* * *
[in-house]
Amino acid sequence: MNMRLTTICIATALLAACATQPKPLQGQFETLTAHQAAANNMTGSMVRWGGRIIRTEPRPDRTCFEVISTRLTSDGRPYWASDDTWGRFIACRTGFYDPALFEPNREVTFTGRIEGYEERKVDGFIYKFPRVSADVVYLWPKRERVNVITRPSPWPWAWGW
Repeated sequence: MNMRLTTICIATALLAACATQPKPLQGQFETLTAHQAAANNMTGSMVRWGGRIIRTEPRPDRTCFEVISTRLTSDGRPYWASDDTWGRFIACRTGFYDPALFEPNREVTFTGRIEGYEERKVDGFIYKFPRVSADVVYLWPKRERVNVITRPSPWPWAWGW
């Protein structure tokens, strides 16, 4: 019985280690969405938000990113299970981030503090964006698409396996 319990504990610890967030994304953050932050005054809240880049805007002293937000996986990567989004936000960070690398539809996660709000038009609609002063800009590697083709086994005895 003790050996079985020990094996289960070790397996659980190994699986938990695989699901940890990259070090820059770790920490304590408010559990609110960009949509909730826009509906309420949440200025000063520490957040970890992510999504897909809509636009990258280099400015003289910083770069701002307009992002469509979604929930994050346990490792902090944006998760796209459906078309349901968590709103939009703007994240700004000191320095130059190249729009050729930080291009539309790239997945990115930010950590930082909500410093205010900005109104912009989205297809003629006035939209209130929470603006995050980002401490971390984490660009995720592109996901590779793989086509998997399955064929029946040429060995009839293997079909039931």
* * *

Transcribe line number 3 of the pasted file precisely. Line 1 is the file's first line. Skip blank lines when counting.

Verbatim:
Repeated sequence: MNMRLTTICIATALLAACATQPKPLQGQFETLTAHQAAANNMTGSMVRWGGRIIRTEPRPDRTCFEVISTRLTSDGRPYWASDDTWGRFIACRTGFYDPALFEPNREVTFTGRIEGYEERKVDGFIYKFPRVSADVVYLWPKRERVNVITRPSPWPWAWGW